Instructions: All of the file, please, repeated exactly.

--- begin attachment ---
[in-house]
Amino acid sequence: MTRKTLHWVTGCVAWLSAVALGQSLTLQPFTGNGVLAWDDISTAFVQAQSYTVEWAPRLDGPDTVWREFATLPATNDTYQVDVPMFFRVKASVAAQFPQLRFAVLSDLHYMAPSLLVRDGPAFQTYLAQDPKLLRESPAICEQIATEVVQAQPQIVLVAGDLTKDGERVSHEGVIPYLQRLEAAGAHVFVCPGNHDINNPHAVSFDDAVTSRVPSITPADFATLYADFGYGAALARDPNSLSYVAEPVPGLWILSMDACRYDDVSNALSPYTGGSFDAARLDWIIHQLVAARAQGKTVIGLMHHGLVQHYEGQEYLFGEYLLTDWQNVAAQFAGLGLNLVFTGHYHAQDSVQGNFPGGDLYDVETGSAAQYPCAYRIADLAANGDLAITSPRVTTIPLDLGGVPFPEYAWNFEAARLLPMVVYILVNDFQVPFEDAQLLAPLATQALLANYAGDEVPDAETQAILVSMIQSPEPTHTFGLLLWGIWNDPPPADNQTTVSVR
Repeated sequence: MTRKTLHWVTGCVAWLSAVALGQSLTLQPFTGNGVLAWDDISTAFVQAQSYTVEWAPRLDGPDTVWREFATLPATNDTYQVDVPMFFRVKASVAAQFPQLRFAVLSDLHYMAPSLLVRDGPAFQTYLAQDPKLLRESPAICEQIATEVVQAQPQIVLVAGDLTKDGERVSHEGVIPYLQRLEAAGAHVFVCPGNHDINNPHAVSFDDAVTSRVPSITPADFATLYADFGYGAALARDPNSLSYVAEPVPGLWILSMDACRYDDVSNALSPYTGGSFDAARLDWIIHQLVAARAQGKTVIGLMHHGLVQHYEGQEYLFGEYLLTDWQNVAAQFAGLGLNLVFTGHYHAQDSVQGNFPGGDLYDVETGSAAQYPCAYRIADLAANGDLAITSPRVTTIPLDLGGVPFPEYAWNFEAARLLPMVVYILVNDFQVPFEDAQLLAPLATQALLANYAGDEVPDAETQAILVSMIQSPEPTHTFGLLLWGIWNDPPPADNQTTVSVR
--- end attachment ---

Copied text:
[in-house]
Amino acid sequence: MTRKTLHWVTGCVAWLSAVALGQSLTLQPFTGNGVLAWDDISTAFVQAQSYTVEWAPRLDGPDTVWREFATLPATNDTYQVDVPMFFRVKASVAAQFPQLRFAVLSDLHYMAPSLLVRDGPAFQTYLAQDPKLLRESPAICEQIATEVVQAQPQIVLVAGDLTKDGERVSHEGVIPYLQRLEAAGAHVFVCPGNHDINNPHAVSFDDAVTSRVPSITPADFATLYADFGYGAALARDPNSLSYVAEPVPGLWILSMDACRYDDVSNALSPYTGGSFDAARLDWIIHQLVAARAQGKTVIGLMHHGLVQHYEGQEYLFGEYLLTDWQNVAAQFAGLGLNLVFTGHYHAQDSVQGNFPGGDLYDVETGSAAQYPCAYRIADLAANGDLAITSPRVTTIPLDLGGVPFPEYAWNFEAARLLPMVVYILVNDFQVPFEDAQLLAPLATQALLANYAGDEVPDAETQAILVSMIQSPEPTHTFGLLLWGIWNDPPPADNQTTVSVR
Repeated sequence: MTRKTLHWVTGCVAWLSAVALGQSLTLQPFTGNGVLAWDDISTAFVQAQSYTVEWAPRLDGPDTVWREFATLPATNDTYQVDVPMFFRVKASVAAQFPQLRFAVLSDLHYMAPSLLVRDGPAFQTYLAQDPKLLRESPAICEQIATEVVQAQPQIVLVAGDLTKDGERVSHEGVIPYLQRLEAAGAHVFVCPGNHDINNPHAVSFDDAVTSRVPSITPADFATLYADFGYGAALARDPNSLSYVAEPVPGLWILSMDACRYDDVSNALSPYTGGSFDAARLDWIIHQLVAARAQGKTVIGLMHHGLVQHYEGQEYLFGEYLLTDWQNVAAQFAGLGLNLVFTGHYHAQDSVQGNFPGGDLYDVETGSAAQYPCAYRIADLAANGDLAITSPRVTTIPLDLGGVPFPEYAWNFEAARLLPMVVYILVNDFQVPFEDAQLLAPLATQALLANYAGDEVPDAETQAILVSMIQSPEPTHTFGLLLWGIWNDPPPADNQTTVSVR